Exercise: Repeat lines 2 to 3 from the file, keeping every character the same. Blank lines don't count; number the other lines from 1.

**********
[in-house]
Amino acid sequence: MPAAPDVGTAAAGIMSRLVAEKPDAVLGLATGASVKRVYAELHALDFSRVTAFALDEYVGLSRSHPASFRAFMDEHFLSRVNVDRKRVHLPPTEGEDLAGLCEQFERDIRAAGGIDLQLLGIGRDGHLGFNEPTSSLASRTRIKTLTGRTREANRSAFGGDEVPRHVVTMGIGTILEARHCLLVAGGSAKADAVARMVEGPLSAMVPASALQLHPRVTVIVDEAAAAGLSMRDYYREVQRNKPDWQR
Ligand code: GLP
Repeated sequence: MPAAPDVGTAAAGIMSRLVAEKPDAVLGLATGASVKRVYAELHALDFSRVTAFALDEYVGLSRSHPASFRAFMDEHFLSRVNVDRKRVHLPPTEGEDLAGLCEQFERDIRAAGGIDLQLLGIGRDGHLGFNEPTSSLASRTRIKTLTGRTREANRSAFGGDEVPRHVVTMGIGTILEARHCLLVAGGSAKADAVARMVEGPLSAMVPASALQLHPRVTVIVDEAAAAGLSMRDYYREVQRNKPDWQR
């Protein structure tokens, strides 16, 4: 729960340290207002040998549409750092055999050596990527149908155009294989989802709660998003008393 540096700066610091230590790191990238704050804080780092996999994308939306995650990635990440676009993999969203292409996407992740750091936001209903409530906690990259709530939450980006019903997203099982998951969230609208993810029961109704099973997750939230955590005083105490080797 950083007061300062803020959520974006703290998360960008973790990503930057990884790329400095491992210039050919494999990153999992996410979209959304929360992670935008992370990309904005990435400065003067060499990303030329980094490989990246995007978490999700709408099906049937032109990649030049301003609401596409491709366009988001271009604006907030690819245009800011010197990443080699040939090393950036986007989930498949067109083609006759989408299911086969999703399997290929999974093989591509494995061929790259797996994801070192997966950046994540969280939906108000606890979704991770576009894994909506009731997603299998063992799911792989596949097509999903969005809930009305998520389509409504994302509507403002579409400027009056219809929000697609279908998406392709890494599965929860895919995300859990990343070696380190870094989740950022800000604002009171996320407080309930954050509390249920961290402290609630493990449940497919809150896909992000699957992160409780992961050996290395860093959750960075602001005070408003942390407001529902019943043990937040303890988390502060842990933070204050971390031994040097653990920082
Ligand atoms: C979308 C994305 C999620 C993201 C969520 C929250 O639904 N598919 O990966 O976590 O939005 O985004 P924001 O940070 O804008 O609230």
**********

Amino acid sequence: MPAAPDVGTAAAGIMSRLVAEKPDAVLGLATGASVKRVYAELHALDFSRVTAFALDEYVGLSRSHPASFRAFMDEHFLSRVNVDRKRVHLPPTEGEDLAGLCEQFERDIRAAGGIDLQLLGIGRDGHLGFNEPTSSLASRTRIKTLTGRTREANRSAFGGDEVPRHVVTMGIGTILEARHCLLVAGGSAKADAVARMVEGPLSAMVPASALQLHPRVTVIVDEAAAAGLSMRDYYREVQRNKPDWQR
Ligand code: GLP